Flower language - meanings of flowers - secret messages - history and folklore of flowers
'My love is like a red, red rose, that's newly sprung in June...'
Sweet flowers alone can say what passion fears revealing' Thomas Hood
The study of the meaning of flowers is an actual science known as floriography,
and it reveals an extra underlying meaning to sending or receiving flowers
- subtle and secret messages can be passed through the different blooms.
Anemone - dying love - derived from the Greek for 'windflower', mythology relates the anemone sprung from the tears of Aphrodite as she mourned the death of her love, Adonis. In folklore the anemone is believed to bring luck and protection against evil. The flower was said to foretell rain by closing its petals, and fairies were believed to sleep beneath the petals of the wood anemone during the night after they closed at sunset.
|Bluebell - constancy
and everlasting love - believed to call the fairies when rung, and
thought to be unlucky to walk through a mass of bluebells, because it
was full of spells. It is also considered an unlucky
flower to pick or bring into the house. The Latin name for this flower
is Endymion who was the lover of the moon Goddess, Selene. The goddess
put Endymion into an eternal sleep, so she alone could enjoy his beauty.
Bluebells were said by herbalists to help prevent nightmares, and used
as a remedy against leprosy, spider-bites and tuberculosis, but the bluebell
'light beating up from so many glassy heads'
Gerard Manley Hopkins 1873
|Buttercup - childishness -
we've all tried the test of whether you like butter by holding a golden
buttercup under your chin.
It used to be believed that the yellow colour of butter came from the cows eating buttercups! This was a myth as cows avoid the acrid tasting flower.
|Carnation - betrothal, love and
fertility - this flower was believed to be an aphrodisiac, hence
its popular use at weddings and because of the association with love
it was widely used in wreaths. Gentlemen began to wear carnations as
a button hole, Oscar Wilde developed the fashion with a dyed green carnation.
The various carnation colours can mean different things:
white - love; yellow - rejection; pink - I'll never forget you; red - aching heart;
|Daisy - innocence and
modesty - chanting 'he loves me, he loves me not' as they plucked
the petals from a daisy was how Victorian girls discovered whether their
suitors were true or not. Northern girls once believed that if they closed
their eyes and picked a handful of daisies, the number they held would
foretell how many years it would be before they married.
Be careful which daisy you send, as the Michaelmas Daisy means farewell.
|Forget-me-nots - true love and remembrance - mythology describes this as the flower chosen by a brave knight as a posy for his sweetheart before going to battle, as he knelt to gather the tiny blue flowers he fell into a river and was swept away, calling to his love to 'forget me not'.|
|Foxglove - insincerity -
the name derives from the shape of the flowers resembling the fingers of
a glove - 'folk’s glove' meaning belonging to the fairy folk. Folklore
tells that bad fairies gave the flowers to the fox to put on his feet to
soften his steps whilst hunting. The whole foxglove plant is extremely
poisonous, but provides a source of digitalis used by doctors in heart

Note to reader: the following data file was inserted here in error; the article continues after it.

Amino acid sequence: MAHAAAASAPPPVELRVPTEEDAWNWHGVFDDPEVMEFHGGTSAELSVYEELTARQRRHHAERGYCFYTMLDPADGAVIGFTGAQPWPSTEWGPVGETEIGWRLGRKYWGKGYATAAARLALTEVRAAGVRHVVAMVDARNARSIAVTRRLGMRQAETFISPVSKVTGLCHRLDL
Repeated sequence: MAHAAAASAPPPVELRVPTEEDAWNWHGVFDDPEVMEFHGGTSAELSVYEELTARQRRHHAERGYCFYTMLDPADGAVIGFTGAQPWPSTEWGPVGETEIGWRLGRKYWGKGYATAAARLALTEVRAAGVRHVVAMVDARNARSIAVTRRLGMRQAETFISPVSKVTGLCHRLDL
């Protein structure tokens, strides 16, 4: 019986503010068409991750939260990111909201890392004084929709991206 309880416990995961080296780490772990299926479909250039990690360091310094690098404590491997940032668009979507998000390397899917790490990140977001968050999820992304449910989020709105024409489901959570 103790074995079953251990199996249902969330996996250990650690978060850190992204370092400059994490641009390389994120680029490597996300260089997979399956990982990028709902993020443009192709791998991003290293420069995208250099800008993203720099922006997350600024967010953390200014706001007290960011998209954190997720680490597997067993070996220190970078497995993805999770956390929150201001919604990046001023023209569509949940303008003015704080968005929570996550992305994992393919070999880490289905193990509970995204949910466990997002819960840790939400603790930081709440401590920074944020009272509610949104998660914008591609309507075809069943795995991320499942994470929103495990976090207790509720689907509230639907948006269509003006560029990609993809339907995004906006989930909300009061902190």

medicine. The foxglove
was believed to keep evil at bay if grown in the garden, but it was considered unlucky to bring the blooms inside. The commonest colour for the foxglove is pink, but you often see white blooms in the hedgerows.
|Heather - good luck - has been used in past times as bedding, thatching for roofs, fuel and medicine. White heather is believed to have protective powers.|
Hollyhock - fertility and fruitfulness - tall, bloom-laden hollyhocks produce hundreds of seeds which they cast out prolifically.
|Honeysuckle - devoted love -
said to protect your garden from evil. It is known as the 'love bind' -
symbolizing a lover's embrace in its clinging growing habits. The heady
fragrance of the flowers was believed to induce dreams of love and passion.
If the bloom is brought into the house a wedding is said to follow within
the year. The honeysuckle's berries are poisonous.
'...how sweetly smells the honeysuckle
in the hush'd night...' Alfred, Lord Tennyson 1859
|Hyacinth - constancy - mythology tells how a handsome youth, Hyacinthus, was loved by the god of the sun, Apollo, but Zephyrus, god of the west wind became jealous and blew the discus that Hyacinthus was playing with and killed him. Flowers sprang from drops of his blood and so became known as hyacinths.|
Hydrangea - vanity - a marsh plant that derives its name from the Greek name for 'water-vessel'
|Iris - symbolises good
news or a message - like the pot of gold at the end of the rainbow.
Derives from the Greek goddess of the rainbow, Iris - the messenger of
the gods who would ride on the rainbow to and from earth, in her beautiful
Orris root is made from the iris and is used as a herbal medicine, a magickal potion and in perfumery - Frangipani. The flowers and leaves used to be strewn in front of the bride and groom at weddings, and it was believed that if you were foolish enough to bite the iris root you would stammer for the rest of your days.
Ivy - constancy - the Latin name, hedera, derives from the Celtic word for 'cord' and Druids revere the plant and often use it in their rites.
|Lily - innocence and purity
- used in churches as a symbol of the Virgin Mary's purity. Dedicated
to the Greek goddess Hera, the wife of Zeus, the beautiful lily was supposedly
formed from drops of Hera's spilt breast milk. During Greek marriage
ceremonies the priest used to place a crown of lilies mixed with ears